The Provocative work of Mariam Magsi
Born and raised in Karachi, Pakistan and currently based in Toronto, Canada, Mariam Magsi is a Multimedia Artist specializing in Photography, Video, Performance, Sound, Installation and Documentary Filmmaking. Magsi has exhibited her work globally including but not limited to Toronto, Paris, New York and Amsterdam and her photography has been awarded by Pride Photo Award (advised by World Press Photo). Magsi is currently pursuing a Masters of Fine Arts in the Interdisciplinary Art, Media and Design graduate program at OCAD University, Toronto, Canada.
Cray Magazine Interview:
My journey with the burqa began when I took a photograph on the outskirts of Karachi, Pakistan. A family of women in burqas crossing a street, children at their hips and grocery bags in their hands. The only parts of their body that were visible were their feet bejewelled with rhinestone adorned shoes. At the time, I felt sorry for them, because I had lived in Canada for a while and began to see my own country of birth through a western lens. I realize now how naive and dangerous that was. There is no doubt that women suffer from state-imposed clothing restrictions and that it is most certainly a form of control and an extension of the overarching umbrella of patriarchy and misogyny that seems to transcend cultures and continents. However, my recent exploration into and experimentation with various versions of Islamic veils has led me into a journey inspired by post-colonial feminist theory that has enabled me to sift through the stereotypes and prejudices reinforced by the West. I’ve met queer Muslims who use veils to secretly celebrate their lifestyles through the freedom of anonymity. I have had the opportunity to interview women in Pakistan and Canada who choose to wear niqabs and hijabs despite the protests of their family members and spouses. Veils associated with Islamic cultures have caused rampant controversy around the world, even igniting bans in certain countries. I began to ask myself, why are Muslim women only depicted as victims of senseless oppression? Where are the voices and visions of women reclaiming and reimagining these veils and how can I add to the discourse? I create spaces both in my studio and out on the streets where there is room to play with the burqa specifically, allowing it to obtain an aesthetic life of its own while also inviting the wearer to enter a performative state. I am currently doing my MFA at OCAD University and have taken this opportunity to diversify my understanding of veils, their history, the cultural contexts that birthed them and how they continue to impact the Muslim world’s relationship with the West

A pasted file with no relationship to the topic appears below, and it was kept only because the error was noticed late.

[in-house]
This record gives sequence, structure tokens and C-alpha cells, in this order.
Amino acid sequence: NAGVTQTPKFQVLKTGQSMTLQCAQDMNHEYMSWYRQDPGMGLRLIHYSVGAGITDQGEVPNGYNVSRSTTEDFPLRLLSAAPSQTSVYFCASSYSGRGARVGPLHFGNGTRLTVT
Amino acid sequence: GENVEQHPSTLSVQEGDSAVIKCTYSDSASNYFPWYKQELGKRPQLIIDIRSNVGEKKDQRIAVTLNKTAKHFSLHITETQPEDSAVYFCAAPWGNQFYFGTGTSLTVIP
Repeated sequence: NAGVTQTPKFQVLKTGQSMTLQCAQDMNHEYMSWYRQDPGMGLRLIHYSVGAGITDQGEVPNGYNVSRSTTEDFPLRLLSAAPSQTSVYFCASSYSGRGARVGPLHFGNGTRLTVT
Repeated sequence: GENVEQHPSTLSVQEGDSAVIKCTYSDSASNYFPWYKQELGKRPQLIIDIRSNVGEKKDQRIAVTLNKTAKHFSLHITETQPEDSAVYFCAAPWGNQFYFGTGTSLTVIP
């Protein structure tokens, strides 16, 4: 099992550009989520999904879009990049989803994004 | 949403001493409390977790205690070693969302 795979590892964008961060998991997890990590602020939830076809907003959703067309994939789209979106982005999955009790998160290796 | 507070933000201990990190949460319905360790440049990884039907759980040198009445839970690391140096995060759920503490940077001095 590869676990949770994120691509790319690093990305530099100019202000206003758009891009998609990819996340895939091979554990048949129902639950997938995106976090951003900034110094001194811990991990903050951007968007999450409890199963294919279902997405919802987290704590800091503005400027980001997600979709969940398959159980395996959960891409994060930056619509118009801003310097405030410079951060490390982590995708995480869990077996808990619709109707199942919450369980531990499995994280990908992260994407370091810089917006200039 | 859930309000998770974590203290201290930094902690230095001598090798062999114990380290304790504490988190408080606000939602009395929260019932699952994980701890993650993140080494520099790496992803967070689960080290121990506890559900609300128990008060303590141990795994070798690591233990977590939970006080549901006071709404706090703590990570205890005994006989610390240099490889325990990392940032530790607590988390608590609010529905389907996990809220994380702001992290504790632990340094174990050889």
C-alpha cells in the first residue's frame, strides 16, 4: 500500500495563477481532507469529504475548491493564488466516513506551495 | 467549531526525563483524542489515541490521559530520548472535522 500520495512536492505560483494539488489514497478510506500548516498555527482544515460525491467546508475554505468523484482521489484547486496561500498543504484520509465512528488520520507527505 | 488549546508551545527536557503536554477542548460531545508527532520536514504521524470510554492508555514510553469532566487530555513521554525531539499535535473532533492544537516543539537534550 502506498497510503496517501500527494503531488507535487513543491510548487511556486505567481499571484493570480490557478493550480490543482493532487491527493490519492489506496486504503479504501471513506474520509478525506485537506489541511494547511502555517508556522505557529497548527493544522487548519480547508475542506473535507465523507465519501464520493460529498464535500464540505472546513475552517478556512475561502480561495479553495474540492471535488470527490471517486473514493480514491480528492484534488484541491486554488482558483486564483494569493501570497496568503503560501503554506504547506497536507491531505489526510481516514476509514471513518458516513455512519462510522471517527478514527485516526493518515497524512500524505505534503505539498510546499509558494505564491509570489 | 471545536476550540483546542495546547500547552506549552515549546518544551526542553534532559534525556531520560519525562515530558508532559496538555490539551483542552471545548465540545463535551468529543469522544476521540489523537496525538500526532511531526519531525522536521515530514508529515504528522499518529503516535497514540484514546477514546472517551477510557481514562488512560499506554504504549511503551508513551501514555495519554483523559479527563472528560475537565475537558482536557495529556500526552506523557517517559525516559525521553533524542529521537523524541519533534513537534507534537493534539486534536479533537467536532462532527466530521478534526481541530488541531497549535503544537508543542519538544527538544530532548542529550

Cray Magazine 2016.